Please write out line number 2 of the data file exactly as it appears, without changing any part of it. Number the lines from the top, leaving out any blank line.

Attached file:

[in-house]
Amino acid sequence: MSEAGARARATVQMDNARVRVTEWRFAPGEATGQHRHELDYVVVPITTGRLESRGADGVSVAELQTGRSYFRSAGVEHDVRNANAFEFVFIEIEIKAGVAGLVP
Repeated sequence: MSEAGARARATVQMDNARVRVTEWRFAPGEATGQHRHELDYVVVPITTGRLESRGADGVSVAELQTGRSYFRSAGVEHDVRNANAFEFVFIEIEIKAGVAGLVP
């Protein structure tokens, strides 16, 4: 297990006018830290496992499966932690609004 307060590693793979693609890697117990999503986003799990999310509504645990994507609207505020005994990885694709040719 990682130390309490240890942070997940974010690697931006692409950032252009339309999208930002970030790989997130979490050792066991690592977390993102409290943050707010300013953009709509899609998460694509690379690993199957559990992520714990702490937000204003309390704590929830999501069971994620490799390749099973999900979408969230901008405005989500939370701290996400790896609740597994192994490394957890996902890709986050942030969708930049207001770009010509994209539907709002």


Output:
Amino acid sequence: MSEAGARARATVQMDNARVRVTEWRFAPGEATGQHRHELDYVVVPITTGRLESRGADGVSVAELQTGRSYFRSAGVEHDVRNANAFEFVFIEIEIKAGVAGLVP